…is that they often leave us looking like a jerk.
And more importantly, they can seriously damage a business.
In today’s post, I give a very recent example of how nasty a knee-jerk reaction can be, along with a strategy to avoid it happening to you and your business.
Here’s what happened.
Yesterday, a business owner responded angrily to a customer complaint on Twitter. The customer replied. A very heated argument ensued. The business owner then deleted his angry tweets, aware of the damage this could cause him.
Problem solved, right?
As often happens, someone took a screenshot of the business owner’s angry tweets and shared them. Then more and more people shared his tweets. The problem escalated fast. He was soon being attacked by lots of his customers for the way he handled the original complaint, and his attempt to cover his tracks.
Knee-jerk reactions happen fast. Those offensive tweets were sent over a period of just 4 minutes, yet they’ve created a considerable marketing problem for the company concerned.
Many of the company’s Twitter followers are customers. Some tweeted to say they were going to switch providers. What’s not known is how many other customers saw what happened and will simply leave. However, he also has a longer-term problem to deal with. Tweets are indexed by Google. Any prospective customer researching a new provider can easily stumble upon what his angry customers are saying.
That’s a heck of a marketing problem to overcome.
He’ll need to try and rebuild his connection with his customers. He’ll also need to earn their trust again. Some in similar positions have needed to invest in a rebrand. Others have needed to appoint a new CEO or leadership figure.
All because of 4 minutes of angry tweeting.
I believe the best thing we can learn from situations like this, is to develop a strategy that stops us making the same mistake.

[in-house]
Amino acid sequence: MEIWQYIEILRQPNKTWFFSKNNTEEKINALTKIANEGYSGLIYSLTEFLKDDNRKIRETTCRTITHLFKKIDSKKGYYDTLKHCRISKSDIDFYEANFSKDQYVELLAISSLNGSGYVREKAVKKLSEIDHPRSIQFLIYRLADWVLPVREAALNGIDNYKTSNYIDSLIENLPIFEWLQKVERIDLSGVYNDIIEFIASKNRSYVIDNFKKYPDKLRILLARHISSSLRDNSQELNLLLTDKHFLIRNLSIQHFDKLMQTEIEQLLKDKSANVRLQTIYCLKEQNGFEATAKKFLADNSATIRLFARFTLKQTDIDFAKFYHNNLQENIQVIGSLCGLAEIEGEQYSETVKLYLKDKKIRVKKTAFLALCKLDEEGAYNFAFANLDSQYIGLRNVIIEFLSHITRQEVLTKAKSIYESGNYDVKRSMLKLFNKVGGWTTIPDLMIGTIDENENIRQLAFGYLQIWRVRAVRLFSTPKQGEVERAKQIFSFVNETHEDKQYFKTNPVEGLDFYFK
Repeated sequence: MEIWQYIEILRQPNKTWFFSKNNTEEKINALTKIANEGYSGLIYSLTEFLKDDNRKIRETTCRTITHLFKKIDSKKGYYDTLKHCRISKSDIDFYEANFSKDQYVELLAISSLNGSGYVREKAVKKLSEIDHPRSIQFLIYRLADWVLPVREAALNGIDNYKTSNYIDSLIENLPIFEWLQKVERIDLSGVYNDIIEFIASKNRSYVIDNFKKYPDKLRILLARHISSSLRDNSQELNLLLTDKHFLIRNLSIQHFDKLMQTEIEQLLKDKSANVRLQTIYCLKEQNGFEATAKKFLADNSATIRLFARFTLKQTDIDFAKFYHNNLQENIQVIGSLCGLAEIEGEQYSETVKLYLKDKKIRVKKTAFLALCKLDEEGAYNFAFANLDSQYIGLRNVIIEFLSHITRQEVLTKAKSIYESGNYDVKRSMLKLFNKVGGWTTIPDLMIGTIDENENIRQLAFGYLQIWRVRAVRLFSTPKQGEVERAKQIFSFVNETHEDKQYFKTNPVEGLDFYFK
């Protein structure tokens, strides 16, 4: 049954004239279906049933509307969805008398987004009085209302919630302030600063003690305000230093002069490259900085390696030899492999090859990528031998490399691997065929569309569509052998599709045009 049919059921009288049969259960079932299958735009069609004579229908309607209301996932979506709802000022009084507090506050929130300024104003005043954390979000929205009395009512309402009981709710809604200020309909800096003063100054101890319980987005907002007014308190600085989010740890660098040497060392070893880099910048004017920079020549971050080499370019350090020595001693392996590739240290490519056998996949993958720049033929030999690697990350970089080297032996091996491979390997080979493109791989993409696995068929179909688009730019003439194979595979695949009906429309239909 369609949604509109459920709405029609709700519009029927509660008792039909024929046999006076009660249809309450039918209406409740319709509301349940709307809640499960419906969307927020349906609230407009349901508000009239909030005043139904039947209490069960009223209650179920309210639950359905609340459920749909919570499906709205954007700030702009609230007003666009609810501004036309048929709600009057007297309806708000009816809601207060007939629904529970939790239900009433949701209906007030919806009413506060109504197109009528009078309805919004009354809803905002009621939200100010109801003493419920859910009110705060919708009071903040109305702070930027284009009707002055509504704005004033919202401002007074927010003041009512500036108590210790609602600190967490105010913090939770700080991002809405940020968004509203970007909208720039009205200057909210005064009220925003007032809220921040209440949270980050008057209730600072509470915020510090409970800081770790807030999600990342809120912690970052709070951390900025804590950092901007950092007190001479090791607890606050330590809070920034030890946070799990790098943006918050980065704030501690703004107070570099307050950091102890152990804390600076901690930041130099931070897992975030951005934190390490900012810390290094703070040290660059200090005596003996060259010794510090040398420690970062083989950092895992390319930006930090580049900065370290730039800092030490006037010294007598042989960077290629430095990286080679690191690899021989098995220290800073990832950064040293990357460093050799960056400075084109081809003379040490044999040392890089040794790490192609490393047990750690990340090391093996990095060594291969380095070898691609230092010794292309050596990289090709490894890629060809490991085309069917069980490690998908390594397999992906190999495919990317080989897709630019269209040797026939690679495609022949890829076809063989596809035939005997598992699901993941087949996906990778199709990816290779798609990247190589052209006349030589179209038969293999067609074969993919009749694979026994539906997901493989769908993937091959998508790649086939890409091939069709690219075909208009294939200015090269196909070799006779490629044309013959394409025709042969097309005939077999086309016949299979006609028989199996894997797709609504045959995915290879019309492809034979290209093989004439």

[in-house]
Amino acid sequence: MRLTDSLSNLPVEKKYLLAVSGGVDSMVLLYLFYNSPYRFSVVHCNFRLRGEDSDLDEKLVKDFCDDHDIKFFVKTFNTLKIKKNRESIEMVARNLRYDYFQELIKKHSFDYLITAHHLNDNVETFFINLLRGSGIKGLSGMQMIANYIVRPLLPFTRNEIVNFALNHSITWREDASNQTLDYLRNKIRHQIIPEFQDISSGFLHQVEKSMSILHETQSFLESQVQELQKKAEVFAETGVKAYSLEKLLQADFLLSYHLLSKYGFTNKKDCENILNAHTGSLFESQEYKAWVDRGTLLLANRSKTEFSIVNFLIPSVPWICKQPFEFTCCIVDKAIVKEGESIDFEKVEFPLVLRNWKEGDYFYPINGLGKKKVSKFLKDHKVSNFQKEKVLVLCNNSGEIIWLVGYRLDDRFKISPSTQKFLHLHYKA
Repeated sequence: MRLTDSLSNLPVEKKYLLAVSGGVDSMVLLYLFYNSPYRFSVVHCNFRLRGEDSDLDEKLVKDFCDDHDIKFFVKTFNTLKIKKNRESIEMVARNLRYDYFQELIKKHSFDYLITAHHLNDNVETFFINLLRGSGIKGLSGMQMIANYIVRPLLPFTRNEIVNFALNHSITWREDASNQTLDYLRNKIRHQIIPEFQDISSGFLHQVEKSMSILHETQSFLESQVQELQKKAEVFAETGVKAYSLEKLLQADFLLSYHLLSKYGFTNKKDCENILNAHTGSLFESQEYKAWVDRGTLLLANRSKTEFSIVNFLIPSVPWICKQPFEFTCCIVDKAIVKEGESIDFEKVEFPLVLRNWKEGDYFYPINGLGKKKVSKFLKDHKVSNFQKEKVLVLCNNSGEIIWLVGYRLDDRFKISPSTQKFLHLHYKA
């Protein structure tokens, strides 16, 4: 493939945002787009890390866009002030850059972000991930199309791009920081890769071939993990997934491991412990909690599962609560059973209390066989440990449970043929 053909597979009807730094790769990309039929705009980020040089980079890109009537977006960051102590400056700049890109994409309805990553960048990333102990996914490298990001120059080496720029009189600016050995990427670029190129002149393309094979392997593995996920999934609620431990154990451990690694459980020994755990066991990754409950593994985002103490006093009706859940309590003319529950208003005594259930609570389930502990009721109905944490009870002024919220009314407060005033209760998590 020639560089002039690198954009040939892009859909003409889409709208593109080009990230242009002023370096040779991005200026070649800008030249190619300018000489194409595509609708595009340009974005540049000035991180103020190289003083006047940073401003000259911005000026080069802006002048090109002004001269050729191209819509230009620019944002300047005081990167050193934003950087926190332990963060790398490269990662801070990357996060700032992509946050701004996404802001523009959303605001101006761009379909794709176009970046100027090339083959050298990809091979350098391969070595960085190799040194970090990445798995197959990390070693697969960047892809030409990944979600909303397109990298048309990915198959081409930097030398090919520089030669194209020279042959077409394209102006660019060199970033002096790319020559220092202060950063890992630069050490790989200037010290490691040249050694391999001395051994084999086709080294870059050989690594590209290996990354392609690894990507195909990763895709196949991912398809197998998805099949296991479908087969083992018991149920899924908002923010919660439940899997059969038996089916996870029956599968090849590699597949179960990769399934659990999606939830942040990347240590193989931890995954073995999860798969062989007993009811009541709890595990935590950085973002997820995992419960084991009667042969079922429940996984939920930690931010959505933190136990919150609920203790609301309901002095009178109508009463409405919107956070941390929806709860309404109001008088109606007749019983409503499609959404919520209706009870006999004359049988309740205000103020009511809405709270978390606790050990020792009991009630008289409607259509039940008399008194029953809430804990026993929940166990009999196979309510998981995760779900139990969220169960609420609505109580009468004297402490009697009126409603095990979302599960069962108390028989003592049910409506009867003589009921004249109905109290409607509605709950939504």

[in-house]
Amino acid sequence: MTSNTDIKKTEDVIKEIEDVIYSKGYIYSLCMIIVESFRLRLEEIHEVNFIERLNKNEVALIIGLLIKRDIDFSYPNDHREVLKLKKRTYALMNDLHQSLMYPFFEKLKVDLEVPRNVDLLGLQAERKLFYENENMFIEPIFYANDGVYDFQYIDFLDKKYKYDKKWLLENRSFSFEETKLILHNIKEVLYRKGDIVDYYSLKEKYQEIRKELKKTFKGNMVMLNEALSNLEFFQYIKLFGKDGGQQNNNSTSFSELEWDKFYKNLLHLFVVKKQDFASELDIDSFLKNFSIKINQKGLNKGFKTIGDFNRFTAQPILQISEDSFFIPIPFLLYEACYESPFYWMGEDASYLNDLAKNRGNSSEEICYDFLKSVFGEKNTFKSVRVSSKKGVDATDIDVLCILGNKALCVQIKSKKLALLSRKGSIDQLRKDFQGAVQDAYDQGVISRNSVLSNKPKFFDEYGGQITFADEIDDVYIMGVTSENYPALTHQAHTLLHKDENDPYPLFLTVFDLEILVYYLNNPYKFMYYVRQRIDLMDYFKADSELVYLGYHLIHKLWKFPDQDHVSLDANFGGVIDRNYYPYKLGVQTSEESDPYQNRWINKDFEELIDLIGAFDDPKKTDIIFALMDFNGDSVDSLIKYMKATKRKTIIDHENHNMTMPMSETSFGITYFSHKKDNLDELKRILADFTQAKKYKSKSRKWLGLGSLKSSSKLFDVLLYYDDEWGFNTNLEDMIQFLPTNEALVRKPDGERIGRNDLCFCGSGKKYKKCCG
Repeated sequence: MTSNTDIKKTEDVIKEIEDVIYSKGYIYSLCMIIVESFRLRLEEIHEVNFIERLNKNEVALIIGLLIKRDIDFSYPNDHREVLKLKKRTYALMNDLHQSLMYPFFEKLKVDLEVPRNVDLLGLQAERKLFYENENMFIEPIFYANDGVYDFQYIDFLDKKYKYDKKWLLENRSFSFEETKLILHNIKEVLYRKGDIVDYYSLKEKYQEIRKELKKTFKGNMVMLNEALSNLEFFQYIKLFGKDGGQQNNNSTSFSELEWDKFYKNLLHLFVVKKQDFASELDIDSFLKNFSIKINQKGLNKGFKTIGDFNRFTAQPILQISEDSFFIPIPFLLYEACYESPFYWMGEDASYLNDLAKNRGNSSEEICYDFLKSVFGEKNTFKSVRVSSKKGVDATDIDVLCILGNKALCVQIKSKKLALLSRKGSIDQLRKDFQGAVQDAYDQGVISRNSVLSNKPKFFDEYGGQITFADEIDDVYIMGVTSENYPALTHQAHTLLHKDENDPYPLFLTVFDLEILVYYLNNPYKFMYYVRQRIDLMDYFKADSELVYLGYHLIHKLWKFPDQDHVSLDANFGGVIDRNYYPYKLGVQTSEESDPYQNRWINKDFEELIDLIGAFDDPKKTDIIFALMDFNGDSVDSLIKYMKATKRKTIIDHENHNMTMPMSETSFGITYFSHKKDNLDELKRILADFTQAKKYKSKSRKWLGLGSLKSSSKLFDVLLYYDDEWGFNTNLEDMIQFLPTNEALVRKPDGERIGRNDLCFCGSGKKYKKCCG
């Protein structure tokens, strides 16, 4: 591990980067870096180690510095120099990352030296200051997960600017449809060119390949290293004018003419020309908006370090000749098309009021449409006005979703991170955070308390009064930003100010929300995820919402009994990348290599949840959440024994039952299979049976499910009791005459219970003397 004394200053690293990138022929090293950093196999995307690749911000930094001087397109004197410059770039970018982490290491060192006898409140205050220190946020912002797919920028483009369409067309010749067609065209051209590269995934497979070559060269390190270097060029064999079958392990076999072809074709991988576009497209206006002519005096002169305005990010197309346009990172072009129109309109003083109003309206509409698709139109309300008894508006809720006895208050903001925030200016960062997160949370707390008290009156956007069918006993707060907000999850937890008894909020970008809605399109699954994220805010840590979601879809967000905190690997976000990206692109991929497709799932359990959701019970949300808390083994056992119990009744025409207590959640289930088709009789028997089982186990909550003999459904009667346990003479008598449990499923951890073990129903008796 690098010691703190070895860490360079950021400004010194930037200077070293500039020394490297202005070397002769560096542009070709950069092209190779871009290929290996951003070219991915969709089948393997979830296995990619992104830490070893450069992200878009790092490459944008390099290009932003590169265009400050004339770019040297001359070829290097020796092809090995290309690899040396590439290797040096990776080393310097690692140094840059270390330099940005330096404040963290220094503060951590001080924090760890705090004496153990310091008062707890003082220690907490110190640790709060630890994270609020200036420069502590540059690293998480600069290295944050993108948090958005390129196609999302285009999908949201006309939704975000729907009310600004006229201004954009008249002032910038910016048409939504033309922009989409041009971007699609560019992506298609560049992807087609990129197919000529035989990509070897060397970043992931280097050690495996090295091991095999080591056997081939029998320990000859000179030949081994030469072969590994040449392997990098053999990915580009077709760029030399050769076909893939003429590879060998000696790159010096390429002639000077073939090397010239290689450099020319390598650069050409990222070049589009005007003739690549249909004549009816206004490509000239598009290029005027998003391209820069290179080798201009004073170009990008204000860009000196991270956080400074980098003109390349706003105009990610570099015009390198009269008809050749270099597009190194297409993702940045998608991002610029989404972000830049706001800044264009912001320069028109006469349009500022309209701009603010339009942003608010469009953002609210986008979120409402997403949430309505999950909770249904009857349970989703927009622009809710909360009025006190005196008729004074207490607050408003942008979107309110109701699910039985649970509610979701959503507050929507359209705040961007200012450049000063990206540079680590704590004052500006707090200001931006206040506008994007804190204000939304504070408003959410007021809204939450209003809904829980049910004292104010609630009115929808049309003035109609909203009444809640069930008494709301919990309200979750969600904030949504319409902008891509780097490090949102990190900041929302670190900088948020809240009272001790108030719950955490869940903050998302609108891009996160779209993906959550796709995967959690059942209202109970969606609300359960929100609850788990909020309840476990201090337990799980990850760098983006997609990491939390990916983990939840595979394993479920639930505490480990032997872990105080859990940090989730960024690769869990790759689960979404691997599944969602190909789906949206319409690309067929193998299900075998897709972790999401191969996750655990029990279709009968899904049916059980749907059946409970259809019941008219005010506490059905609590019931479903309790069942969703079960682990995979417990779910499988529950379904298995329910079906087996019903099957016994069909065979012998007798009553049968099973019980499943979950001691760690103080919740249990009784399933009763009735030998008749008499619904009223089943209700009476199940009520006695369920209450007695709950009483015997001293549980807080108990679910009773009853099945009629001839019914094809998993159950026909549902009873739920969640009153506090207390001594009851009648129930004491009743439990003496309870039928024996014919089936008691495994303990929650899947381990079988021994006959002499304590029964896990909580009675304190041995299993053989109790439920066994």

Here’s the strategy I use. I hope you find it useful.
Pausing our knee makes us less of a jerk
Knee-jerk reactions only happen, because we react almost instantly… when emotions are running high.
Just as it’s hard to solve a problem using the same kind of thinking that caused the problem, it’s hard to respond with *love, when you’re still feeling angry or irritated.
*Yes, love. If we don’t love the community we serve, we’re in the wrong job.
So, my strategy when someone puts me in a toxic frame of mind, is to press pause before I respond. This inserts a time cushion between the incident and my response. I find 15 to 20 minutes is ideal. When possible, I use that time to go for a walk. I find a change of scenery makes my thinking even clearer. Either way, I’m able to respond in a much more thoughtful, measured fashion.
That approach has not only helped me professionally, but been enormously useful in general. After all, no one likes a hothead.
The key is to find an effective strategy, before you need it. If mine doesn’t work for you, keep looking until you find one that does. It’s so much easier to avoid knee-jerk problems before they happen, than to have to deal with all the damage afterwards.